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GGP August 2017

Romag partnership a ‘game changer’ Large-format touch sensor expert, Visualplanet, has formed a ‘strategic partnership’ with Romag to create Touchglass, a glass laminated variant of Touchfoil. Building on Touchfoil’s success, Touchglass is said to bolster Visualplanet’s offering to worldwide integrators requiring durable and customised glass touch sensors for public-facing touchscreen solutions. According to Romag, the ‘market-disrupting’ partnership is an ‘industry game-changer’. Using state of the art glass shaping, curving and ceramic printing machinery, Romag will supply glass that incorporates customised borders and motifs. This enables Visualplanet to offer bespoke Touchglass designs that are ideal for kiosks, self-service ticketing, vending and wayfinding, as well as multiuser tables and curved cabinets for the gaming industry. Dan Spencer, product manager at Visualplanet, commented: “Visualplanet invented Touchfoil and founded the large format, 15-75 inch, flexible film Pro-Cap touch market – a market that continues to grow significantly at 6-8% CAGR. Customers have been asking for an ‘on-glass’ version of Touchfoil and we are now able to respond with Touchglass, allowing us to directly compete against the incumbent suppliers of glass laminated touch sensors.” He continued: “Romag shares our passion for innovation. Together, we can tailor-make Touchglass in volume, as a single, dual or multitouch sensor to meet integrators’ vast scope of needs.” www.romag.co.uk 26 G L A S S & G L A S S P R O C E S S I N G Morley bolsters delivery fleet Morley Glass & Glazing, the UK manufacture of Uni-Blinds integral blind units, says it has grown its fleet of Renault vehicles to help it cope with rising demand for its products. Already benefiting from a 17- strong Renault Trucks fleet that provides free delivery of its integral blinds to customers across mainland Britain, the business will now enjoy the support of four additional vehicles. These include a 3.5 tonne Masters panel van, equipped with specialist glass transport systems that include exterior roof racks, side racks, and internal glass frame racking; two 135.35 panel vans and the company’s first 130.35 drop-side with tilt-frame body. The vehicles have been supplied by JDS Trucks of Leeds, who will also be providing servicing support to ensure they can be on the road as much as possible. Morley says that it is proud of its guarantee that customers who order by 11am on Friday can enjoy a 10- day delivery, but adds that in order to do this, the business requires a dependable delivery fleet. Ian Short, Morley’s MD, said: “We’ve worked hard to build our reputation in the market for offering the highest quality by ensuring we source the best suppliers and manufacturers and deliver products that exceed customer expectations. StoVentec brings landmark to life www.ggpmag.com August 2017 “Our reputation is so important that we simply cannot afford for inferior quality vans to let us or our customers down. That’s why we’ve always chosen Renault Trucks’ vans through JDS Trucks as we are guaranteed superb vehicles, backed up by Peter Glover and his team giving the best quality service and maintenance support.” www.morleyglass.co.uk The completion of an apartment block refurbishment project in Austria has reportedly shone the spotlight on the range of design possibilities offered by the StoVentec Glass system. The project used StoVentec glass panels to create an ‘unusual and dramatic’ new appearance for the building, transforming it into a ‘major new focal point’ for the Central 7th district in Vienna. The building was designed by the Architektur Steinbacher Thierrichter practice, which specified the StoVentec glass for the main facade. The aim was to create a unique ‘folded facade’ which, when combined with a strict ‘3D’ structural appearance, would emphasise the building’s prominent location. “The surrounding buildings date mainly from the 18th and 19th centuries,” commented architect Roland Thierrichter. “Their designs follow very strict historic and orthogonal rules and they generally have stone or plaster facades. The StoVentec glass panels mirror these facades, while the 3D effect that we created for the apartment building complements them, yet is very individual. The sharp lines and white opaque finish of the StoVentec glass give the building the look of a large origami model.” According to the architects, the 3D effect was strengthened by contrasting the smooth, white finish of the StoVentec glass panels with black windows. The effect is said to be further enhanced by the strong black lines of the separation gaps which were designed between the glass panels, and by the architects’ decision to restrict the palette for the rest of the building to muted colours. The StoVentec glass system can reportedly be used as an external rainscreen cladding system, or as an internal decorative option. It is manufactured with bespoke sizes and panel shapes to meet the specific requirements of each individual project, and this is said to highlight its ability to help transform even the boldest of design schemes into reality. It is offered in any RAL colour as standard, with custom colours and screen-printed design options also available. The system reportedly creates a ventilated cavity which allows the wall behind it to ‘breathe’ and remain dry, and it also provides a ‘very effective’ layer of insulation to the building’s facade. An adjustable sub-construction allows for levelling over uneven substrates, while a quick and easy installation process removes the need for any ‘wet trades’. www.sto.co.uk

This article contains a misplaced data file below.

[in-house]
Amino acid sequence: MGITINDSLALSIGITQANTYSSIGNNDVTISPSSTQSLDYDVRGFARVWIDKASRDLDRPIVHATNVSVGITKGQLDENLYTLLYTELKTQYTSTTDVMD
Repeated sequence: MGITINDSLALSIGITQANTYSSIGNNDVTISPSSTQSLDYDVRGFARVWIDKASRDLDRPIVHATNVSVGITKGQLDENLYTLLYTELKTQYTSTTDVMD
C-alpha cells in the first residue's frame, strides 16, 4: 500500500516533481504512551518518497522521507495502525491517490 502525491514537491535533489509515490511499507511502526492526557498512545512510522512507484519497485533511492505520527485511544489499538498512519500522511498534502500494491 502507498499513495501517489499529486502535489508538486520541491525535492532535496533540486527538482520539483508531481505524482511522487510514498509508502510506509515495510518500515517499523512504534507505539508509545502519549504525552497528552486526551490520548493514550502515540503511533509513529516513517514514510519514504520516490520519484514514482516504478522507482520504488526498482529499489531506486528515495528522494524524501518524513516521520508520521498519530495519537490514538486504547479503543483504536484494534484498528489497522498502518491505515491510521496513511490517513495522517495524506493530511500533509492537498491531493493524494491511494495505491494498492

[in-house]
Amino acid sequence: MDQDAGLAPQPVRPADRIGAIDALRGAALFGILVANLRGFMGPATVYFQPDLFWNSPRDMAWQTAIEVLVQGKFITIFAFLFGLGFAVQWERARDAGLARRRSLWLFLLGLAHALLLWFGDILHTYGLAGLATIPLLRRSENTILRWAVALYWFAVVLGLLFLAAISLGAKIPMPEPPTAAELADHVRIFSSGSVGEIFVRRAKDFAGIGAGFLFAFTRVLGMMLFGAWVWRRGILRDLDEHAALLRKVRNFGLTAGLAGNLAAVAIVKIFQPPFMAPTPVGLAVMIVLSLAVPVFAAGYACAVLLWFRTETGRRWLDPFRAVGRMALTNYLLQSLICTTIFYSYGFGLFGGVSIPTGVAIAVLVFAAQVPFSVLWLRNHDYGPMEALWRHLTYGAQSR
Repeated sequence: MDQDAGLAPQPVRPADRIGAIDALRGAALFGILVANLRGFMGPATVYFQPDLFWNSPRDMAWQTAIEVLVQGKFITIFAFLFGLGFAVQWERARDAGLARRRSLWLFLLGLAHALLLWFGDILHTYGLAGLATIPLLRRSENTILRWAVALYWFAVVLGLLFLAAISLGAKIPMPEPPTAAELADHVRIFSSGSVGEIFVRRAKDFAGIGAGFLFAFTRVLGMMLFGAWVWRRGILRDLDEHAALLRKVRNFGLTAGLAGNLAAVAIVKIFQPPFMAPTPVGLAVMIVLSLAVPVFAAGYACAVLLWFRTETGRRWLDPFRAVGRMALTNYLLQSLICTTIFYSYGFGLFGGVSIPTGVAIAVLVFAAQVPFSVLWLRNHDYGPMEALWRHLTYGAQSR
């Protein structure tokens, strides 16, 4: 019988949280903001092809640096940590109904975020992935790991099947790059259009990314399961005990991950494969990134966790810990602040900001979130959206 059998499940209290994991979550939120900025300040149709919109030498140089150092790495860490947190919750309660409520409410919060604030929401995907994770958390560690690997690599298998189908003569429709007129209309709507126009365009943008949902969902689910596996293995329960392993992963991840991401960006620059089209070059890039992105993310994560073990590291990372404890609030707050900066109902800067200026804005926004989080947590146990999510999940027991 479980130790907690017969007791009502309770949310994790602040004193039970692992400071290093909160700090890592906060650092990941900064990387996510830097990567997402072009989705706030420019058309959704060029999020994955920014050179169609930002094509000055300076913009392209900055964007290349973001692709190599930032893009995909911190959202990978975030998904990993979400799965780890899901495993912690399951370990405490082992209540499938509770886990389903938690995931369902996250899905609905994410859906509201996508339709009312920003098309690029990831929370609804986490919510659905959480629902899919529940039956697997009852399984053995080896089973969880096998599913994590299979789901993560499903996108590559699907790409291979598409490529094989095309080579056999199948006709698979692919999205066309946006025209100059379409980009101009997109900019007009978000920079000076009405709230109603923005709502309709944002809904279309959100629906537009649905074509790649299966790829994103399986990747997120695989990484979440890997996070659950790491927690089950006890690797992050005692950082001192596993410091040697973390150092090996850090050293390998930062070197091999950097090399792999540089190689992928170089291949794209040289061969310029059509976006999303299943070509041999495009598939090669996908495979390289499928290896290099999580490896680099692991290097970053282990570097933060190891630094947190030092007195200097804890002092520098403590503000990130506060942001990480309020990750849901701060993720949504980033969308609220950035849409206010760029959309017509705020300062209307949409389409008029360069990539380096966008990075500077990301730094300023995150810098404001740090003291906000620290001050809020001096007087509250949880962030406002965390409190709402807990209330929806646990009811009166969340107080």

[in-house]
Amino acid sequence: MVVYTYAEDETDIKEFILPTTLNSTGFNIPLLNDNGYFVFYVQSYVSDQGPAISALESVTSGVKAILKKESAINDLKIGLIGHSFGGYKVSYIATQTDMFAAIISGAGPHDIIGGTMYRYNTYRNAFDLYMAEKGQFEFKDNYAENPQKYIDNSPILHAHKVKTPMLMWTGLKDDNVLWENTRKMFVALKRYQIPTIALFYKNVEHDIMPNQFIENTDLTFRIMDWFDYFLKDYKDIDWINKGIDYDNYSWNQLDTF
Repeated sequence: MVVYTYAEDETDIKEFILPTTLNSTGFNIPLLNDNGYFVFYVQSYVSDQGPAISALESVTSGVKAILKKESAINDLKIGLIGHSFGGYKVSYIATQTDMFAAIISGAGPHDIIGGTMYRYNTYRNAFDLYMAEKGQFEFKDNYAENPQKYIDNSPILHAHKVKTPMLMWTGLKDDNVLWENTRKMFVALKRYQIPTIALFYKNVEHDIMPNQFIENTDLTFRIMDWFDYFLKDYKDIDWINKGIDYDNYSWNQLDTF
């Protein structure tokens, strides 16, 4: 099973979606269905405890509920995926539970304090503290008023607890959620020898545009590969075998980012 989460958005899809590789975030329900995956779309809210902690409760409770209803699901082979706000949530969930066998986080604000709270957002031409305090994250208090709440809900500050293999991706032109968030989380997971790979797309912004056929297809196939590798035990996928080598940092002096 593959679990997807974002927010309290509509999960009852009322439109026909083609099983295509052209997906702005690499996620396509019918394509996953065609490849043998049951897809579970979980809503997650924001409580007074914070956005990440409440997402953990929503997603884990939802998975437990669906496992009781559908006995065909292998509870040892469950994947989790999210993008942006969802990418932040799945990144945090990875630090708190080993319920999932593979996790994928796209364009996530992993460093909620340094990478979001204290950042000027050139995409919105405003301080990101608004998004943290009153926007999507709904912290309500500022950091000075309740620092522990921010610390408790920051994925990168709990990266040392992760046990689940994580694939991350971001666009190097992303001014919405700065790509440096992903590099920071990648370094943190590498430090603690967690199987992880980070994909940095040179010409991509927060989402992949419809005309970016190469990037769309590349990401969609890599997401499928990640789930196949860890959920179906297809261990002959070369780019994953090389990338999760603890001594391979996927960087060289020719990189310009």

GGP August 2017
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